Throughout his life, Arthur has had one constant, a companion who had seen every smile and every tear – and later, every rage against the hand he’d been dealt. The first picture of them together was when Arthur was barely an hour old, lying in his mother’s arms with Bear resting against the tiny bundle of newborn baby boy.
It had been Bear who’d kept him warm whilst his mother died mere hours later. It had been Bear who’d given him comfort whilst his father cried over Igraine’s body. Bear became the centre of Arthur’s world for those first few years.
Uther Pendragon had done his best to hold his son and revel in him, but he was the spitting image of his mother and after barely a handful of weeks, Uther couldn’t cope with the constant reminder of his wife’s death. He loved his son, but the pain was just too raw. Instead, he threw himself into work, a live-in nanny caring for Arthur, Uther’s old friend Gaius taking much of the burden too.
And, of course, throughout it all, Bear was never very far from Arthur.
The first year had started out being relatively easy for Uther to come and go, occasionally holding his son in tense and awkward arms, but as time passed and Arthur grew, Uther found himself pulled, once more, in too many directions. His grief was still raw, but as Arthur developed, he could no longer pretend he was just some new possession. The baby laughed and smiled, he cried and screamed, and from a distance, Uther loved his son more than his own life – but only ever from a distance.
Arthur’s first word had been ‘Bear’. It had happened on one of the rare occasions that Uther was around and the surprise had broken through the cold wall he kept between them. To an onlooker, their relationship was strange. They were father and son, no doubt about that, but Arthur treated him like a strange visitor when he came home – for he knew no different. As for Uther, it was tentative, like speaking to the child of a friend.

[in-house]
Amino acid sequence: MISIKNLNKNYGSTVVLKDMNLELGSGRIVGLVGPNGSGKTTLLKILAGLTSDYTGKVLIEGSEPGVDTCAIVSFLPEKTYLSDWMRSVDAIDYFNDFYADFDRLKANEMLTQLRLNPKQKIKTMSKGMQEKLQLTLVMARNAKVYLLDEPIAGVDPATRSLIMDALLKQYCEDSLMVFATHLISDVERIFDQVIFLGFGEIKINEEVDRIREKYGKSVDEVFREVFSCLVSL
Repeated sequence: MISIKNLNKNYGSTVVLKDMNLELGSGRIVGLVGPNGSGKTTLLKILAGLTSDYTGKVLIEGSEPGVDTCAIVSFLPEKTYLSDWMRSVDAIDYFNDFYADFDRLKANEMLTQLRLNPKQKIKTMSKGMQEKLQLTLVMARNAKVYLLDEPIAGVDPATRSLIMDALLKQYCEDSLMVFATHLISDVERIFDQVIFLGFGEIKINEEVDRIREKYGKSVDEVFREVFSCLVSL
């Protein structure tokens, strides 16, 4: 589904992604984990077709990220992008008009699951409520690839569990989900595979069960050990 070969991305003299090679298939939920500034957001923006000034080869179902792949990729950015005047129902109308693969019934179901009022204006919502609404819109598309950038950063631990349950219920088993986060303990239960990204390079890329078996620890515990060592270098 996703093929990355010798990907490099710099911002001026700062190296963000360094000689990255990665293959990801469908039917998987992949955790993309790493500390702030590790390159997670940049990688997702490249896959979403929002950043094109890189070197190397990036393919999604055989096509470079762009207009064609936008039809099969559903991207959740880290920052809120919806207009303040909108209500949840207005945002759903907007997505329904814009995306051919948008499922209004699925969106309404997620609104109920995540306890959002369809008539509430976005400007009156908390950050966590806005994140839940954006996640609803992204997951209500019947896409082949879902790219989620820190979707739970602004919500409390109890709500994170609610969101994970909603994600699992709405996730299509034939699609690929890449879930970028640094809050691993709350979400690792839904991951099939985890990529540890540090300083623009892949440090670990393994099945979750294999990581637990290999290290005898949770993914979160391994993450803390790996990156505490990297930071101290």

It became clear, however, that a drastic change was needed in their dynamic when Arthur began to learn more and more words.
His first had not been a surprise to anyone, but not many knew that his second had been ‘Gice’ – as he frantically struggled to reach his father’s friend one day. Fewer still knew that he didn’t learn ‘Daddy’ – or any variation upon the word – until after he knew the names of all the objects in the front room.
That fact was not the sole reason Uther changed his attitude. It had been with a great deal of shame and regret he felt when he discovered that whenever Arthur was hurt or scared or upset, his son screamed for Bear. Other children at his nursery called for their mothers or fathers, but the Pendragon boy screamed for his teddy. Uther was only glad that he was rarely the one to face the reproachful looks of the women working there.
He did, however, manage to force himself change nearly everything about his routine. He started by cutting back his hours – which were extremely excessive – and taking days off. At first, that spare time was spent with Gaius in the background, connecting with his son. It had taken several heartbreaking and tiring weeks before Arthur began treating Uther as a father, turning to him for food or sweets instead of Gaius.
The real turning point had been one Saturday, when Gaius was visiting friends for the weekend, and Uther had to look after the two year old Arthur alone. The toddler had been suspicious at first, but Uther had soon learned that when Arthur got quiet, he was plotting something. As it was, that day his son was planning to put all his play dough into Uther’s shoes and see what happened. Uther had cried out in surprise and leapt away from the offending footwear, only to hear peals of delighted giggling from behind the sofa he was sitting on.
In a fit of exuberance, he’d pounced on Arthur and dug him out, holding him tightly under one arm and carrying him through to the kitchen. Bear swung from Arthur’s hand as he flailed and giggled happily. Uther sat him heavily on a kitchen counter and found himself completely at a loss as to what to do. The moment was saved, however, as Arthur shoved his teddy straight into Uther’s face.
“Bear.” He said by way of introduction. Uther raised an eyebrow before going along with it and shaking one of Bear’s paws.
“It’s very nice to meet you, Bear.” He’d said with a smile that reached far further into him than any had for a long time. Arthur had simply beamed at him.